Our role as ones in authority is one of service. Our authority is not self-seeking. It is “…neither harsh nor indulgent,” but is an authority that is “gentle and easy to be entreated in all matters immaterial, just because [it] is immovable in matters of real importance.” (Vol. 1, pg.17)

Mason paints a wonderful picture of how biblical authority in the home provides the best atmosphere for a child to thrive.

“Authority is just and faithful in all matters of promise-keeping; it is also considerate, and that is why a good mother is the best home-ruler; she is in touch with the children, knows their unspoken schemes and half-formed desires, and where she cannot yield, she diverts; she does not crush with a sledge-hammer, an instrument of rule with which a child is somehow never very sympathetic.” Vol. 1, pg.23

Parental Authority Is Not To Be Abdicated

Not only is our authority not to be arbitrary, it should not be abdicated. Parents can be tempted, for the sake of ease or the favor of their children, to abdicate their authority in the same way that a king might abdicate the throne. They can be tempted to give over their God-given authority and obligation to another. This could be by expecting the school to deal with all aspects of raising your child, beyond their education, or defaulting your authority to another family member, or worse still, leaving the child to themselves. We must remember that it is our duty to be good stewards of the authority deputed to us by God, out of loving obedience to Him, for the good of the child.

Parental Authority Is For The Good Of All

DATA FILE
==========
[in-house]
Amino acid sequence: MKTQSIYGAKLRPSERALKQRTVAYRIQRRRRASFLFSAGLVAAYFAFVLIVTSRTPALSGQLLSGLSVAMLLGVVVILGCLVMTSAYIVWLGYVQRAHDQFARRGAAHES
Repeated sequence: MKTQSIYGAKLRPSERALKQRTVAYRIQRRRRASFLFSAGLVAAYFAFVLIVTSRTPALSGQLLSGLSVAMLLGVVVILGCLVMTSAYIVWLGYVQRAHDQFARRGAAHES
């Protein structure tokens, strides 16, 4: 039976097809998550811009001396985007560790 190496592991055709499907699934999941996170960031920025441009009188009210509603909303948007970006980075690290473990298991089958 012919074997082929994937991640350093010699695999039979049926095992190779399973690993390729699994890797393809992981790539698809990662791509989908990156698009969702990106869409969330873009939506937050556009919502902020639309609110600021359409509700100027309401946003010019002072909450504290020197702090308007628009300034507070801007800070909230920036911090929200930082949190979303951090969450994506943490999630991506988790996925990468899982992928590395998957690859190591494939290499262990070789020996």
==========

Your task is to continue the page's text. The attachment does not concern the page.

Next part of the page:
Biblical authority is necessary for the good of the child. Our authority is integral to the development of character in children and instruction in right living. If a child is left to themselves to pursue the way that seems right in their own eyes, folly is sure to follow. It is good for the children to “…’faithfully serve, honour, and humbly obey’ their natural rulers”(Vol. 2, pg.14). It is an example of how we are to serve, honor, and humbly obey God.

“parents hold their children in trust for society.” Vol. 2, pg.15

Parental authority is also necessary for the good of society. It is necessary for raising good citizens. When parents abdicate their authority, the result is not only disastrous for the children, but also to society.

“…the child who knows that he is being brought up for the service of the nation, that his parents are acting under a Divine commission, will not turn out a rebellious son.” Vol. 2, pg.17

This does not, of course, guarantee children will heed the instructions of their parents and live godly, productive lives in the service of others, but it gives them the best opportunity and fulfills our God-given role to teach them to love Him and serve others. This is certainly not the message of today’s culture to children, which seems far more concerned with personal happiness than instilling a willing service to others.

Parenting is a difficult yet rewarding vocation. It can sometimes feel like a battleground. But when we look to God as the source of our parental authority, knowing that we too are under His authority, we can be comforted. Because He is good and just, and because He has deemed it so and thus ordered it, He will give us the grace and means to fulfill His God-given purpose for us as parents.

If you’d like to join me in studying Charlotte Mason’s 20 Principles, get your copy of Start Here and see this post for details

A Journey Through Charlotte Mason 20 Principles Directory